I had two 5.25 floppies though. I was ballin.
 
2014-05-04 02:45:47 PM  

Benevolent Misanthrope: Indeed.  My first computer, in 1988, was a 386, 40MB Hard Drive (and people made fun of me for over-buying, because who would EVER fill a 40MB hard drive???)


Did you ever do the trick where you formatted a drive with RLL formatting instead of MFM, giving you 50% more space? You could turn your 40MB drive into a whopping 60MB.

Of course, nowadays I have single MP3 files that are bigger than 60MB.
 
2014-05-04 02:46:36 PM  
Computers were more fun in those days.  Getting expansion cards, SCSI chains and the like to actually work took hours and tons of high wizardry. (And blood in the case of SCSI chains- I had one that never worked until the day I bled on it)

I clipped a new clock chip onto my first Mac's processor to ramp it from 60 to 82MHz.  (Wasn't quite stable at 84).  Now I can't even expand the memory on my work iMac.

/Ask me about VMS
//Don't ask me about JCL.  That's too much nostalgia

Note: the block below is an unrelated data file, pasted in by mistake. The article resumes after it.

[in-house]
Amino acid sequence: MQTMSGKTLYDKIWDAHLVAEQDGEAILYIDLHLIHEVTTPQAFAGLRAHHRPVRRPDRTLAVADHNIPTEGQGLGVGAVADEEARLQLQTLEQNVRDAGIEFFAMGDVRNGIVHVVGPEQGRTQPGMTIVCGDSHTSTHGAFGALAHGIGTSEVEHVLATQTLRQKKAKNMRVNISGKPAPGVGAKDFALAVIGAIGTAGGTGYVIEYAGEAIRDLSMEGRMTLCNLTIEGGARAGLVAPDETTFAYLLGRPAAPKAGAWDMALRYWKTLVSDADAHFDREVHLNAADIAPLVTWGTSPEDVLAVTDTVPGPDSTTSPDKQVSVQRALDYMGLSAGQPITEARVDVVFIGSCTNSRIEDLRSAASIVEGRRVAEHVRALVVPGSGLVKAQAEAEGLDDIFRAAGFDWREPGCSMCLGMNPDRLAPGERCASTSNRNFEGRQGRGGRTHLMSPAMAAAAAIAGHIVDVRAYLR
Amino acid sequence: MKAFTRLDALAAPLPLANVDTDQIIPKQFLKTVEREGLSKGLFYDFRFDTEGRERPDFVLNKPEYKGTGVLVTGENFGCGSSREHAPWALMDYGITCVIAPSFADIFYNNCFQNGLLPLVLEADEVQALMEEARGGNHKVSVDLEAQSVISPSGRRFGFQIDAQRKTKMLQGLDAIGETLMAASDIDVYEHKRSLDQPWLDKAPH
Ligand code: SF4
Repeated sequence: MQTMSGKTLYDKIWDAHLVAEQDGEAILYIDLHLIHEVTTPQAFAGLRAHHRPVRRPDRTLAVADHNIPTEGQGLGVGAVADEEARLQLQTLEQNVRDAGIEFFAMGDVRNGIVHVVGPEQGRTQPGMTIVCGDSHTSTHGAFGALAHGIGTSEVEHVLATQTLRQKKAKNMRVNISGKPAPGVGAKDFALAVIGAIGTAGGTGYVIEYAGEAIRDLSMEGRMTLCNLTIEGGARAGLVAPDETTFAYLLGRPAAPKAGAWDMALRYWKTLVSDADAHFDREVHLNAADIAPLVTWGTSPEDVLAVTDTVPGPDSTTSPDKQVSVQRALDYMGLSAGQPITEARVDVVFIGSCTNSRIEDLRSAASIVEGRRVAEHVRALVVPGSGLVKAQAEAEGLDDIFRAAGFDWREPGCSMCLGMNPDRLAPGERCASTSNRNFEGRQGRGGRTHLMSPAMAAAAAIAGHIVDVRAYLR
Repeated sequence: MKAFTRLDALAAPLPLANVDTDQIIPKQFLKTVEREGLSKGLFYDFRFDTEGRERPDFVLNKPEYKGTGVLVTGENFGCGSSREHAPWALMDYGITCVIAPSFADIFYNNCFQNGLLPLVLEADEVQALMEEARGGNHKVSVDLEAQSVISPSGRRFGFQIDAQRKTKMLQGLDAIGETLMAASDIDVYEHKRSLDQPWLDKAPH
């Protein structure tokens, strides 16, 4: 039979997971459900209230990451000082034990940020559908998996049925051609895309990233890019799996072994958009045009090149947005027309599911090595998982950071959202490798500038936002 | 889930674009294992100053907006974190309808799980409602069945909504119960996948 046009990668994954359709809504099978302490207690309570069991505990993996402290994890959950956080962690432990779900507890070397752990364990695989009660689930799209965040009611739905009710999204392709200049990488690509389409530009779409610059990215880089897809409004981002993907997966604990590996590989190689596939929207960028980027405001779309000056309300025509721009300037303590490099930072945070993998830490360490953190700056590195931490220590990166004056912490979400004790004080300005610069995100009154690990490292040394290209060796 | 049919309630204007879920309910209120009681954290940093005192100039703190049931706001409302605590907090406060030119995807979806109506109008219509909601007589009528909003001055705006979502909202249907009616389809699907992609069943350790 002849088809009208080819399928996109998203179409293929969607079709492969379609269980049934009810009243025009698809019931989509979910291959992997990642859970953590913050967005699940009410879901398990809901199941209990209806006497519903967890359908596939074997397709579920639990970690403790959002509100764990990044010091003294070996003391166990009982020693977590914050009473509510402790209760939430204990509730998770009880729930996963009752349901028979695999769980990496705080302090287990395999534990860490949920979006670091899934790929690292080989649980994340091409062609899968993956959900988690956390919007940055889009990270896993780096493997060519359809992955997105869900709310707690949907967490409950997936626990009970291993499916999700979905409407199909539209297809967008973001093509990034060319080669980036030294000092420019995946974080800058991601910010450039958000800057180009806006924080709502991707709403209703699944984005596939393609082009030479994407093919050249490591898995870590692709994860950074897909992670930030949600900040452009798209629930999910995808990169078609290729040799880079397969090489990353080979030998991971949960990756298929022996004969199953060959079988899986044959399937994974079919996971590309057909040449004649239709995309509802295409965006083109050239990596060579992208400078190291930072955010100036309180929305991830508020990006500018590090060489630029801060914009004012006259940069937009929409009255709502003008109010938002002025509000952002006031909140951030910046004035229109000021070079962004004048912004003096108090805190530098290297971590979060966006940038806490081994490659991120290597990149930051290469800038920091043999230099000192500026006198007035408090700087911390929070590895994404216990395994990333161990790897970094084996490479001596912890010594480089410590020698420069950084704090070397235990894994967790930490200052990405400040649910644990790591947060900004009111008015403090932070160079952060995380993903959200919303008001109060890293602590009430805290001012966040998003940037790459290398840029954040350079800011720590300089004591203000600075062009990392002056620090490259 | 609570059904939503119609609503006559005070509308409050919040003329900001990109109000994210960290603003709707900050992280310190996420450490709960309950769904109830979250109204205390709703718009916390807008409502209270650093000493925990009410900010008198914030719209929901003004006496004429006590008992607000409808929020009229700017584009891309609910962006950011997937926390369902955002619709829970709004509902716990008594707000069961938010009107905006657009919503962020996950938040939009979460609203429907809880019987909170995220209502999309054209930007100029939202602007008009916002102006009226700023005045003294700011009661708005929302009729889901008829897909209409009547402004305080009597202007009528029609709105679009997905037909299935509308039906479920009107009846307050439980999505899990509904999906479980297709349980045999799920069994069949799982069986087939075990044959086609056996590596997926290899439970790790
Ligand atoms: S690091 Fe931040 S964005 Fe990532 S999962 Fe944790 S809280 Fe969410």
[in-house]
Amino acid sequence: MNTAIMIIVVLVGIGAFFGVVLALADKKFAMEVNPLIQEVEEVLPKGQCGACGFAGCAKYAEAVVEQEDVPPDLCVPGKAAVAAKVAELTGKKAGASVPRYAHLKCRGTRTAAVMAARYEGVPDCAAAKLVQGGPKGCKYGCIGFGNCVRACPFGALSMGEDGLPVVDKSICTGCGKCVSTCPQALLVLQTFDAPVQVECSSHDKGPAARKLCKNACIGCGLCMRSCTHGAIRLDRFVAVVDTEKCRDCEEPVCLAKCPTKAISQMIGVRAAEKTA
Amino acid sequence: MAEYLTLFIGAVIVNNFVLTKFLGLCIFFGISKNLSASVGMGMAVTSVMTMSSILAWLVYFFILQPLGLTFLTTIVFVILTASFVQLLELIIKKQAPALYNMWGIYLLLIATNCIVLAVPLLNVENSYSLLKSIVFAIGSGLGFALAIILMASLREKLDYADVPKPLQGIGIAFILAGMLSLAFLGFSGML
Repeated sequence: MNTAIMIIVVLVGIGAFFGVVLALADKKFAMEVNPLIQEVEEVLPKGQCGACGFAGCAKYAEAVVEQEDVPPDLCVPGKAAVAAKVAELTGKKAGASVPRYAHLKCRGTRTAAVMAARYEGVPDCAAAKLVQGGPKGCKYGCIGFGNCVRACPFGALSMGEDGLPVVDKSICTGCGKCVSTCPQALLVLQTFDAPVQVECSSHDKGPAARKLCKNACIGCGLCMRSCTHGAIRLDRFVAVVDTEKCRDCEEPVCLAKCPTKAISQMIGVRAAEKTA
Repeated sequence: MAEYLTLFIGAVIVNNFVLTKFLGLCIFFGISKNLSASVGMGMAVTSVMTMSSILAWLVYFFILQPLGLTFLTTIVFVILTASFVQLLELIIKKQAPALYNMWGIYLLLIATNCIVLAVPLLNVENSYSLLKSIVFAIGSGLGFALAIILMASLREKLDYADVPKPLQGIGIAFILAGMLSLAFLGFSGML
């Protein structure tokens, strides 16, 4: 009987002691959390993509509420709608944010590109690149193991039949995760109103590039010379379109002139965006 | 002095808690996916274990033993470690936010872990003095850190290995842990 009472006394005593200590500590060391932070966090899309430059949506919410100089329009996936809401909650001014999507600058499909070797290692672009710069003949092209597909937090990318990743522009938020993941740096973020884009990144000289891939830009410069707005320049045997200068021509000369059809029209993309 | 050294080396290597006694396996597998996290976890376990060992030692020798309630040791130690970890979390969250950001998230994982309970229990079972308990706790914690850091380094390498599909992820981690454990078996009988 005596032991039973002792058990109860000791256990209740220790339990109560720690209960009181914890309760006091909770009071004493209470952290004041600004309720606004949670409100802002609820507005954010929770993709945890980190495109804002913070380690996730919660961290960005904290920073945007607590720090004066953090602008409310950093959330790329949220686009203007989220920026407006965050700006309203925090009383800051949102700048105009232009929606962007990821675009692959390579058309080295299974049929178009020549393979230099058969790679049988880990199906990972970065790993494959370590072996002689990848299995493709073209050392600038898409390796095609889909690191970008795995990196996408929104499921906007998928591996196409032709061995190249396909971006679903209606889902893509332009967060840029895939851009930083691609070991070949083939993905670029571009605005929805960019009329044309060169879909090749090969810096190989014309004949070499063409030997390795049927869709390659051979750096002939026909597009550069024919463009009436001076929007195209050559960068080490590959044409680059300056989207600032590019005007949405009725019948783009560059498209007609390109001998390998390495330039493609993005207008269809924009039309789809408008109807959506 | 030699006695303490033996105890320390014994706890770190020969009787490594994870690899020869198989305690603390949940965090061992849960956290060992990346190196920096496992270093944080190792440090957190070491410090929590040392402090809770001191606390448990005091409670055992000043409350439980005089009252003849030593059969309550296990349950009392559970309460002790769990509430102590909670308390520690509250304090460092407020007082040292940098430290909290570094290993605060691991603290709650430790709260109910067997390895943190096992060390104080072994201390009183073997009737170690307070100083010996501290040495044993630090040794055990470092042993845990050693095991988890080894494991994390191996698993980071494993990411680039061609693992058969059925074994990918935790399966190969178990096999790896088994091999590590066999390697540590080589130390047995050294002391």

2014-05-04 02:51:20 PM  
Is it just me, or has Dell seriously reduced the amount of customization for ordering on their website?  Back when I last bought a Dell desktop about 10 years ago, I remember being able to basically select the model I wanted (XPS, etc), and then choose almost any component for each part of it.  Now it seems like it's focused more on a number of presets with a few limited options within each one.  When I recently built my new desktop, I wanted to compare the total price with a comparable one on Dell and couldn't even get a comparable configuration.
 
2014-05-04 02:53:22 PM  
I'll have you know that I had 2 MB of ram a 20MD Hard Disk and CGA VIDEO and it only cost $700

/Of course this was 1997
 
2014-05-04 02:54:10 PM  
Ahh..the clone wars of the late 80's and early 90's.
 
2014-05-04 03:00:30 PM  
Never.  Buy.  Dell.  Again.

/was forced to use their drivers for an alienware laptop
//graphics drivers were three years out of date
///support told me, "You can use those, it's okay."
 
2014-05-04 03:01:28 PM  

Stile4aly: My parents bought one of the original IBM PCs in 1980 for about 3 grand. 11 in green screen monitor, two 5.25 drives, no hard drive, and a whole lot of pirated software from Indonesia.


lolwut?

You mean one of these?

oldcomputers.net
 
2014-05-04 03:04:06 PM  
www.finalfantasykingdom.net